The short answer is that you fairly quickly develop an intuitive sense, from hearing (or reading) how other people use that verb. But if you’re looking for a broad rule of thumb to get you going, here it is:
- If it’s a simple, straightforward verb that doesn’t operate ‘on’ anything and just minds its own business, it’s probably pa’al — e.g.:
- halakh (walked/went)
- akhal (ate)
- ra’ah (saw).
- It has certain passivity to it, it may be niph’al —the passive corollary to pa’al. Examples:
- nimtza (he/it is present); nir’eh (seen);
- nistar (he/it is hidden);
- norah (he/it was shot).
- If it involves a certain amount of manipulation, it’s probably pi’el — e.g.:
- ibed et haadamah (worked the land);
- ḥileq et hazman (divided the time).
It is also almost invariably the binyan (construction) of choice for Hebraized verbs of foreign origin — e.g.:
- tilphen (phoned);
- simess (SMSed);
- fibreq (fabricated).
- If it involves actually operating something that would otherwise be inanimate or work some other way, it’s hiph’il — e.g.:
- hiph’il et ham’khonah (to operate the machine);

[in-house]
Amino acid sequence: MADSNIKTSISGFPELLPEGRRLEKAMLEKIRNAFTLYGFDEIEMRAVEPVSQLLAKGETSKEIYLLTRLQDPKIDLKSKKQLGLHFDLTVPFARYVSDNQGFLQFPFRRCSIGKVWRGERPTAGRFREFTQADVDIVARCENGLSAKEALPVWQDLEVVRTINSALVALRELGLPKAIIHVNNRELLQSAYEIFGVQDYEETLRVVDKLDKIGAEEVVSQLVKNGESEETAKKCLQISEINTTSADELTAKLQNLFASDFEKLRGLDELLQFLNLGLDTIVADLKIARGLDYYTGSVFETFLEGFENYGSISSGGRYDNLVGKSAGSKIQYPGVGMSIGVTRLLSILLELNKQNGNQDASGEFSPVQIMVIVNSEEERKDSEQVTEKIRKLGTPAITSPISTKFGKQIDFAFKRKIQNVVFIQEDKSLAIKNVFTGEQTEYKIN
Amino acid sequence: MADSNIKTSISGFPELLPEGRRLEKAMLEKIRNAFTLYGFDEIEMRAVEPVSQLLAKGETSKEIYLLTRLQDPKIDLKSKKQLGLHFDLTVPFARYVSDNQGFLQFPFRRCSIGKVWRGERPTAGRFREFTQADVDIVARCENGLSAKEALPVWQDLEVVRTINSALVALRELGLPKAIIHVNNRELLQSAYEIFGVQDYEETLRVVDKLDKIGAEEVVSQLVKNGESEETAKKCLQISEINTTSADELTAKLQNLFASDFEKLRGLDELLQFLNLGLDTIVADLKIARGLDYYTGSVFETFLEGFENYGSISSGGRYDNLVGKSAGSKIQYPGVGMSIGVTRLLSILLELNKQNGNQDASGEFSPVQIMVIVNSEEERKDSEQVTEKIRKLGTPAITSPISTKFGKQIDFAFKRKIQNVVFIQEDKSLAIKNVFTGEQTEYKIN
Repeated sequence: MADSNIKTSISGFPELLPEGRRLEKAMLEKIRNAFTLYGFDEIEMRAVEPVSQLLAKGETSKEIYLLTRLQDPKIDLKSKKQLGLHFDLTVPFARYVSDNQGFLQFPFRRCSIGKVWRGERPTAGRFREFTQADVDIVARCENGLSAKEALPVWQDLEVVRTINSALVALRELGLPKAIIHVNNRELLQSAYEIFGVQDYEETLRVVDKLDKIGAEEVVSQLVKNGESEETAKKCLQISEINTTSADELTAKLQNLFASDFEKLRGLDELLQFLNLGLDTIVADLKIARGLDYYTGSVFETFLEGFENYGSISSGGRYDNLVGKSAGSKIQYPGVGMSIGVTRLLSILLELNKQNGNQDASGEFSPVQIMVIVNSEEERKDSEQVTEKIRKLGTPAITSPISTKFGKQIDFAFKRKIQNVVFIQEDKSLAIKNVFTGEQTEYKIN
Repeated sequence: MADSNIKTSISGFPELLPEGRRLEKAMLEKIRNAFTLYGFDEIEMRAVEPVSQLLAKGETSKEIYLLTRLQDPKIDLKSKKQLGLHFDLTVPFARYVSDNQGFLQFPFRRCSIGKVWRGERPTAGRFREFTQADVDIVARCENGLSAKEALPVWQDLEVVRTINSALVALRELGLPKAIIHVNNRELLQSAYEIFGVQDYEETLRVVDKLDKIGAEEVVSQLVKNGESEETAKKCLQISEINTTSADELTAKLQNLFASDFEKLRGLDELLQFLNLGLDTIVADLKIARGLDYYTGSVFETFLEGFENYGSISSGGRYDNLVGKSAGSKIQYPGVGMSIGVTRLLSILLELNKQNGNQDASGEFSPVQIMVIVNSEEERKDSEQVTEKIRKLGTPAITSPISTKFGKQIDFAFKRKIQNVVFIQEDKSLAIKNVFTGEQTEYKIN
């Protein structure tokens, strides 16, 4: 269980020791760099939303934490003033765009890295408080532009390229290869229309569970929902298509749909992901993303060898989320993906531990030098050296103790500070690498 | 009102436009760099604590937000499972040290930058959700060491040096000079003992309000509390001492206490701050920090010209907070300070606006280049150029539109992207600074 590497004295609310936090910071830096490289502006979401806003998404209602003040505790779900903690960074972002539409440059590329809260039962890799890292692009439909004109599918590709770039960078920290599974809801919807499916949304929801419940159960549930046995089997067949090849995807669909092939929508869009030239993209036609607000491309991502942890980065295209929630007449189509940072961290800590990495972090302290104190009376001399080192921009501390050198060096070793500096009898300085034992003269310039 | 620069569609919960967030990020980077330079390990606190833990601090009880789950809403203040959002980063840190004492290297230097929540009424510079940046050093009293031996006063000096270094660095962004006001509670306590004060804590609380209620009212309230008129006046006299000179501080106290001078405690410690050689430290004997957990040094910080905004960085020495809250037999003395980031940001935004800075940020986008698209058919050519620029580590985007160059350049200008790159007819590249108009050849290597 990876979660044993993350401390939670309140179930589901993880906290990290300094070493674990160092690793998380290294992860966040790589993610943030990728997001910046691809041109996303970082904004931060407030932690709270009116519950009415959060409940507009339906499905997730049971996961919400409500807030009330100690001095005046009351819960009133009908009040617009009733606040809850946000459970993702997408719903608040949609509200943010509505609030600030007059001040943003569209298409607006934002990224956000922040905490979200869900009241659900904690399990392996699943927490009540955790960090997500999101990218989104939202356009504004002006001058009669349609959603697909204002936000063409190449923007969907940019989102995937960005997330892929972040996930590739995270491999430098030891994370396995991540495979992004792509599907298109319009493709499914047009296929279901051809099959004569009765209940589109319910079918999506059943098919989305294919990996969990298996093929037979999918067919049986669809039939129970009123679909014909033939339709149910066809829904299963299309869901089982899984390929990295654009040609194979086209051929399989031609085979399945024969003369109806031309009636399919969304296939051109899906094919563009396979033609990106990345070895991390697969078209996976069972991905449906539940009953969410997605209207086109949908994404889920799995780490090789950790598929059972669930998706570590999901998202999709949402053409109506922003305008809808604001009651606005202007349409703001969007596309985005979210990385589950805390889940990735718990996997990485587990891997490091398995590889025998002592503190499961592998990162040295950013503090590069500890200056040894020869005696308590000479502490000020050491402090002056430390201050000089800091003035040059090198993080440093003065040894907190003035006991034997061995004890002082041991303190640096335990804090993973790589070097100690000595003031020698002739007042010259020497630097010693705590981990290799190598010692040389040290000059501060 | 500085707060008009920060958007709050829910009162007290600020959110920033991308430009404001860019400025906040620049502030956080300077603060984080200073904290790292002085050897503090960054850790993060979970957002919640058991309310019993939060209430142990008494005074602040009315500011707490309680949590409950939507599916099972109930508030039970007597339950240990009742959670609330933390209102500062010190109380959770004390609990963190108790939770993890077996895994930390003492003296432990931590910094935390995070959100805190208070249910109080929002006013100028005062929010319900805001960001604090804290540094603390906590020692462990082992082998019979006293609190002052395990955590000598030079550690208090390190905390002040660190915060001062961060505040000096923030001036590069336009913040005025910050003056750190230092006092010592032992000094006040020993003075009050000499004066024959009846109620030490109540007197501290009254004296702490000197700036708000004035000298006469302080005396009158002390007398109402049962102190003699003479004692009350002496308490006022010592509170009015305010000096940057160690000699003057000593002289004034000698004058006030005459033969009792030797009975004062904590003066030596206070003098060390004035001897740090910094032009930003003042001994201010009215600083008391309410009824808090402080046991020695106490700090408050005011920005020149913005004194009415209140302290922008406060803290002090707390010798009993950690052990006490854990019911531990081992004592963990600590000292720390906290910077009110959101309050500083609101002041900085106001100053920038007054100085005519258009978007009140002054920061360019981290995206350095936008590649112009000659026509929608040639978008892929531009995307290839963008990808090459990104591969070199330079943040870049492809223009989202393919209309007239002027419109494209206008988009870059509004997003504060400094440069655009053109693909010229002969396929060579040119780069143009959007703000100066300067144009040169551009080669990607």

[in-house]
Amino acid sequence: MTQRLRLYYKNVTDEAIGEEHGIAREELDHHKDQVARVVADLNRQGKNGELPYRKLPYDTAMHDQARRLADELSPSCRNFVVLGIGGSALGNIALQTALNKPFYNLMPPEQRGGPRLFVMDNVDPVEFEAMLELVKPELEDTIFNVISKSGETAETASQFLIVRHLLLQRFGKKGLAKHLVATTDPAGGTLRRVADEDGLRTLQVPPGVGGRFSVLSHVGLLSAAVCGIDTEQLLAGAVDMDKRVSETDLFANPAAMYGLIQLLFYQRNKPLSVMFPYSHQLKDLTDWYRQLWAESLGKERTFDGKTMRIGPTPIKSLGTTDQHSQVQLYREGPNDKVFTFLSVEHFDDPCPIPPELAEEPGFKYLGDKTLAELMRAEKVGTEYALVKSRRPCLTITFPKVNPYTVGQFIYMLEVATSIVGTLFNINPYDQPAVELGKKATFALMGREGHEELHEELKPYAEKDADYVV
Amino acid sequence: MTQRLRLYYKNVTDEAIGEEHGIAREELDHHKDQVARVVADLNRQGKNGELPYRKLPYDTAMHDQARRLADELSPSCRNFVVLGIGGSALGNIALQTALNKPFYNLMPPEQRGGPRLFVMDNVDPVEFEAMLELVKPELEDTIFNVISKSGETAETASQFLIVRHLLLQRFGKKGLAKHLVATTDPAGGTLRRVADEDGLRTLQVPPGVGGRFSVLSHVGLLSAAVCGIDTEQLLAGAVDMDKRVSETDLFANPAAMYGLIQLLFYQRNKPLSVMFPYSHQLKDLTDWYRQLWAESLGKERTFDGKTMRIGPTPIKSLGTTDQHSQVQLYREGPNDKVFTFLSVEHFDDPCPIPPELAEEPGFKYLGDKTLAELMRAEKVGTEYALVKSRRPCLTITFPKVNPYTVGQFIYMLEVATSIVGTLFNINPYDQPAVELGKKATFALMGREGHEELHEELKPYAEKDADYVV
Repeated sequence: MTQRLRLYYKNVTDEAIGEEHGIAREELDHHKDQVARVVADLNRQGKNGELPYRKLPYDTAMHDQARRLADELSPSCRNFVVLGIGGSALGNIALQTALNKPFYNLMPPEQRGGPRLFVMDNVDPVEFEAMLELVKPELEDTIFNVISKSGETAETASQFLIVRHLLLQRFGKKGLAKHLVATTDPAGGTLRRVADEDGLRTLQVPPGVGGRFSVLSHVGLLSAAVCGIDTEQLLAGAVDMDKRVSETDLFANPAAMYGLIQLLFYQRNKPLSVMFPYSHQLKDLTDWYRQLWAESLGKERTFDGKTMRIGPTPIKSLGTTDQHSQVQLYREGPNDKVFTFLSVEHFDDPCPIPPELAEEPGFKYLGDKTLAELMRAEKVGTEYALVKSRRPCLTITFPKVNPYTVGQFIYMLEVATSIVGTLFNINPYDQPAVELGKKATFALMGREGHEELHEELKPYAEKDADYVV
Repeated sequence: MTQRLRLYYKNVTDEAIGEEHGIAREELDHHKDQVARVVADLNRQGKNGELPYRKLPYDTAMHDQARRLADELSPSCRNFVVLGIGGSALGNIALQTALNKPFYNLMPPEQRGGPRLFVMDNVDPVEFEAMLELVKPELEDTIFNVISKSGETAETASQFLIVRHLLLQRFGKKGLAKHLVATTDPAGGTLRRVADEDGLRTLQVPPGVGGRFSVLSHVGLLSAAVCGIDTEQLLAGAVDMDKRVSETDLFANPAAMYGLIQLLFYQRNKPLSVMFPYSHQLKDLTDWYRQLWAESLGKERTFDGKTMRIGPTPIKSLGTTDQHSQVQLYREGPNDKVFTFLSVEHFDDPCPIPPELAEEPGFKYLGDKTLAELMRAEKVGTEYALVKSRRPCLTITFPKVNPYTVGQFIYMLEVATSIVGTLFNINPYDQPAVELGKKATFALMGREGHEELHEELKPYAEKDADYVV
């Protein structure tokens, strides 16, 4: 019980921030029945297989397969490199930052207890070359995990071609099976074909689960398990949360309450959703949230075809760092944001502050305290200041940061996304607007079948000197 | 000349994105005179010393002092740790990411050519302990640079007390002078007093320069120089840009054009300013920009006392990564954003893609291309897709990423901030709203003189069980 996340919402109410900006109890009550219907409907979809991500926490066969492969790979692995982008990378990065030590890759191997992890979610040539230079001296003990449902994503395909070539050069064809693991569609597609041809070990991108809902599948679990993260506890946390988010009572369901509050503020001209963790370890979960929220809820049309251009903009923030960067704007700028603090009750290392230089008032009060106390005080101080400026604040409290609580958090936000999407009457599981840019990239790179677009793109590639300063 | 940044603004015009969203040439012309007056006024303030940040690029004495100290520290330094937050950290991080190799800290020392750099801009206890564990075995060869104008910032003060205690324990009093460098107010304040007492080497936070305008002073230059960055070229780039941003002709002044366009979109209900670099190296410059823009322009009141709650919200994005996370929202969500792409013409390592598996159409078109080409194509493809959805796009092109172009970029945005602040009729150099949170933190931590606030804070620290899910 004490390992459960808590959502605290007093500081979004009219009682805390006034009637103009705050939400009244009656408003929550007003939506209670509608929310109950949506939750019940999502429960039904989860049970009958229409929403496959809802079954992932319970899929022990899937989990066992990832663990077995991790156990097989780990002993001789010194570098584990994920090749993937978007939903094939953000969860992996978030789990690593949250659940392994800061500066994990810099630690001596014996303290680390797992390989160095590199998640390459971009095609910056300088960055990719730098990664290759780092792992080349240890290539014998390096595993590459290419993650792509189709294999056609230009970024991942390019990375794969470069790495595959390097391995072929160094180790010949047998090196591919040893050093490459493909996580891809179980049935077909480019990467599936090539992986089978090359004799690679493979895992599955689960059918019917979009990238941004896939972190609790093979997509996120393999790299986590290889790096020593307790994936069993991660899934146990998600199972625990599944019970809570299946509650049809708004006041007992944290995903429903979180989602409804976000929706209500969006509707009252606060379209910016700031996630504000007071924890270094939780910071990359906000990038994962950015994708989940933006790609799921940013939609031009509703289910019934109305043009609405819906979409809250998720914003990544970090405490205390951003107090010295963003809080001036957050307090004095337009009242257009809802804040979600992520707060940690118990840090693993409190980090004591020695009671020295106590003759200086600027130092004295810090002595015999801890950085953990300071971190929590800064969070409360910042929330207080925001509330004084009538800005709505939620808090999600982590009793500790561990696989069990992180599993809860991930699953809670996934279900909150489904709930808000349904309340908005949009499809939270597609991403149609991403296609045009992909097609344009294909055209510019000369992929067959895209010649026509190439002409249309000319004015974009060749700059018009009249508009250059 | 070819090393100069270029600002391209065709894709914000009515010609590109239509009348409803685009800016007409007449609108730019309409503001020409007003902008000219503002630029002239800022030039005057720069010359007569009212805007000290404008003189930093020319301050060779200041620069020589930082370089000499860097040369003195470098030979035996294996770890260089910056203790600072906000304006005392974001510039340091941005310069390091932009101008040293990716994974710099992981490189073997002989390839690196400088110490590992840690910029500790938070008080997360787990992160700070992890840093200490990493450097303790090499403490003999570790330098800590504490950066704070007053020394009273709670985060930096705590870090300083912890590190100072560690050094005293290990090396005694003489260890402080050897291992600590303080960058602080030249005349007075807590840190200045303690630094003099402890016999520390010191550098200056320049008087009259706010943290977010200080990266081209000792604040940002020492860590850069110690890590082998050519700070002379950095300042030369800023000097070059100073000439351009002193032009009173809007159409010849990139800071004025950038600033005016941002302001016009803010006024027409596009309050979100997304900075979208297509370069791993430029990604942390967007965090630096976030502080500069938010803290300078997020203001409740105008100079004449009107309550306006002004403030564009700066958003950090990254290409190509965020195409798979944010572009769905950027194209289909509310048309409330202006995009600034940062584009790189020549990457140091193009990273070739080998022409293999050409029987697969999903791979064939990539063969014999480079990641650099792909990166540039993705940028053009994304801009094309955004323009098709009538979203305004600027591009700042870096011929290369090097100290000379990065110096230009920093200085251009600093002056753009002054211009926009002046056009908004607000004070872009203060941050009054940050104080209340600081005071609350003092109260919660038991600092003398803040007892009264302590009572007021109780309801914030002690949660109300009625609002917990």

- hitnia et ha’oto (to start the car).
- If it relates to the object at the receiving end of hiph’il: if it is clearly a passive thing that is operated on or manipulated by something else, it’s probably huph’al — e.g.:
- hamekhonah huph’alah (the machine was operated);
- hatziur hutxag bagaleriah (the painting was exhibited at the gallery).
- If it involves a certain repetition, reflection, or continuous action, it’s hitpa’el — e.g.:
- histovev bareḥov (wandered around the street);
- hakadur hitgalgel (the ball rolled);
- hitpaél mehamar’ot (marvelled at the sights);
- hitmalé bemaim (filled up with water).
- Last but least: pu’al, which is the passive corollary to pi’el — e.g.:
- dubar (it was spoken/discussed);
- supar (it was told).
It is the rarest of all the binyanim, and somewhat literary or refined.
Here’s a summary table that you can cut out and keep:
|simple, active||okhel אוכל (eat)|
ro’eh רואה (see)
|passive corollary of pa’al||ne’ekhal נֶאֶכָל (eaten)|
nir’eh נִראֶה (seen)
|involving manipulation of something||me’abed מְעָבֵּד (processing)|
meḥaleq מְחָלֵק (dividing)
|passive corollary of pi’el||dubbar דוּבָּר (spoken)|
turgam תוּרְגָם (translated)
|involving operation of other things, people||lehaph’il להַפְעִיל (to operate [machinery])|
lehadliq להַדְלִיק (to turn on)
|passive corollary of hiph’il||hutzat הוּצָת (lit., sparked)||hiph’il|
|involving repetition, reflection, or continuous action||mitgalgel מתגלגל (rolling)|
mitmalé מתמלא (filling up)
*Binyan in this context means “construction.”